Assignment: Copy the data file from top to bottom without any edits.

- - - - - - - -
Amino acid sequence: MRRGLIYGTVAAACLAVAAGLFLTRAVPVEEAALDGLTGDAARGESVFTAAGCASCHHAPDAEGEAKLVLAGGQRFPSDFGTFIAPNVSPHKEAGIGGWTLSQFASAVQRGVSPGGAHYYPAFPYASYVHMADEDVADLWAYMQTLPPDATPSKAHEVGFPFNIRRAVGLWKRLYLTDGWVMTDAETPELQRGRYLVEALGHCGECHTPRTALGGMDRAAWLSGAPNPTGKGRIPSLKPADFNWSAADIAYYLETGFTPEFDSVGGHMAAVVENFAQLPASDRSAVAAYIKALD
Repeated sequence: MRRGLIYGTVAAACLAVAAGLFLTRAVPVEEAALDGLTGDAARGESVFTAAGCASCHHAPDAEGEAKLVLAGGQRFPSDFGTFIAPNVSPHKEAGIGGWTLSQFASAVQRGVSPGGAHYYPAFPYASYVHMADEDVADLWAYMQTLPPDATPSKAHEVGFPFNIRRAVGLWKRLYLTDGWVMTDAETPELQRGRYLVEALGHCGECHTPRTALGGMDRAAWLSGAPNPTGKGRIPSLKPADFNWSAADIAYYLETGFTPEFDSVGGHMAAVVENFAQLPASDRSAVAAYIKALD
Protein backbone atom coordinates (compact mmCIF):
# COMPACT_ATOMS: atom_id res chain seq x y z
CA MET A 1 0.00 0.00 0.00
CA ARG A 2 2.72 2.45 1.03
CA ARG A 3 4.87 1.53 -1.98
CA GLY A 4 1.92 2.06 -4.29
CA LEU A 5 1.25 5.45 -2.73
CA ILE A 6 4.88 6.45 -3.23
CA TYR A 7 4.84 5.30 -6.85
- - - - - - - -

Amino acid sequence: MRRGLIYGTVAAACLAVAAGLFLTRAVPVEEAALDGLTGDAARGESVFTAAGCASCHHAPDAEGEAKLVLAGGQRFPSDFGTFIAPNVSPHKEAGIGGWTLSQFASAVQRGVSPGGAHYYPAFPYASYVHMADEDVADLWAYMQTLPPDATPSKAHEVGFPFNIRRAVGLWKRLYLTDGWVMTDAETPELQRGRYLVEALGHCGECHTPRTALGGMDRAAWLSGAPNPTGKGRIPSLKPADFNWSAADIAYYLETGFTPEFDSVGGHMAAVVENFAQLPASDRSAVAAYIKALD
Repeated sequence: MRRGLIYGTVAAACLAVAAGLFLTRAVPVEEAALDGLTGDAARGESVFTAAGCASCHHAPDAEGEAKLVLAGGQRFPSDFGTFIAPNVSPHKEAGIGGWTLSQFASAVQRGVSPGGAHYYPAFPYASYVHMADEDVADLWAYMQTLPPDATPSKAHEVGFPFNIRRAVGLWKRLYLTDGWVMTDAETPELQRGRYLVEALGHCGECHTPRTALGGMDRAAWLSGAPNPTGKGRIPSLKPADFNWSAADIAYYLETGFTPEFDSVGGHMAAVVENFAQLPASDRSAVAAYIKALD
Protein backbone atom coordinates (compact mmCIF):
# COMPACT_ATOMS: atom_id res chain seq x y z
CA MET A 1 0.00 0.00 0.00
CA ARG A 2 2.72 2.45 1.03
CA ARG A 3 4.87 1.53 -1.98
CA GLY A 4 1.92 2.06 -4.29
CA LEU A 5 1.25 5.45 -2.73
CA ILE A 6 4.88 6.45 -3.23
CA TYR A 7 4.84 5.30 -6.85